How are people using altmetrics now?

janeThis guest post is contributed by Jane Tinkler. JaneĀ is a Research Fellow and Manager of the LSE Public Policy Group and Researcher on the LSE’s Impact of Social Sciences project.

“How are people using altmetrics now?” is a good question to look at as the focus of the second panel of the conference. Hearing from a technologist from JISC (representing IRUS-UK), a university-publisher collaboration project (Snowball Metrics), a librarian (from the Nanyang Technical University in Singapore), and an academic who looks at altmetrics data as the object of their research gave the impression that currently altmetrics are being used by a particular, relatively specialised, communities.

And what information is altmetrics able to provide for these communities? So far, the insights seem relatively standard: how many people are downloading articles?; Sharing papers on social media?; Which are the most popular papers in online journals? But these data do provide useful answers to good questions. For Ross MacIntyre discussing IRUS-UK, the question was ‘do people download stuff from university repositories?’ and their altmetrics allowed them to answer yes (and provide information on who and where). For Mike Thelwall from the University of Wolverhampton, the question was ‘do some alternative metric data correlate in any way with citation data?’ His research found that again, for some tools, yes. Mendeley’s ‘read’ data is citation-like in that it correlates positively to citation data for articles published in the same year and same discipline. Twitter correlates less well but is associated with citations, so that a paper that is well-tweeted is also like to be well-cited in the future.

But it seems that the use and value of altmetrics comes at the moment mostly for particular audiences: libraries, university managers, funding bodies and research councils. And their limitation was highlighted by Lisa Colledge from Elsevier discussing Snowball Metrics: “altmetrics are not good enough to judge scholarly quality”. She did argue that their use is as part of a range of tools that allows a more complete picture of academic research to be built up.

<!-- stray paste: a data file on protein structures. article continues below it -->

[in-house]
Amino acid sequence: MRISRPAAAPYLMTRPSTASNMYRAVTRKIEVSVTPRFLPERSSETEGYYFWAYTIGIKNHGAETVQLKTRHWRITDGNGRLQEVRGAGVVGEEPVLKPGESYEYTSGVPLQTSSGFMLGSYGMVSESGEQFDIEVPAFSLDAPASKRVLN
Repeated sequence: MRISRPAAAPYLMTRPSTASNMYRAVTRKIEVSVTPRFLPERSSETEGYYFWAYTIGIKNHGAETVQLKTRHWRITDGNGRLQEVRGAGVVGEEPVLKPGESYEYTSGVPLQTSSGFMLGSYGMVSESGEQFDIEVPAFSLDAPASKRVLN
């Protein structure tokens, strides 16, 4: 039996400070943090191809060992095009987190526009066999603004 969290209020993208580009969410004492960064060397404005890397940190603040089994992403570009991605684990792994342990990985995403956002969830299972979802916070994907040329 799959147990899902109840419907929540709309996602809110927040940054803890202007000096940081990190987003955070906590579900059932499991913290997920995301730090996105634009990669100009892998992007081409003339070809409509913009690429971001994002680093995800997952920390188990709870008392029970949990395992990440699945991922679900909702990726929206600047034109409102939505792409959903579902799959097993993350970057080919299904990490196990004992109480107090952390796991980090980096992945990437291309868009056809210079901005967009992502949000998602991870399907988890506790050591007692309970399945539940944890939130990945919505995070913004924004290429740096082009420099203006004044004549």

And so perhaps the title of the session could have had a follow up question: “What can altmetrics not be used for now?” Audience questions highlighted the problems of giving context to altmetric data and the issue of how to factor in the quality of research shared. It seems that altmetric data and citation data are actually showing us different things. So what are they showing us? And how can we use that information to better understand the wider impact of our research?

One interesting example of this came from Joan Wee from Nanyang Technical University in Singapore. Her study looked at an article in the University’s repository that had a high Altmetric score but relatively low citations. She found that one figure from the paper had been widely shared on social media. But this didn’t translate into traditional citations. This may have been because it was just this one small aspect of the paper, or it may be that the ways that we are sharing academic ideas are changing and we need to be able to reference academic ‘exhibits’ in a different way.

It is the potential for altmetrics to pick up on these changing ways of using and sharing academic research that is the most interesting part of the altmetrics discussion for me.

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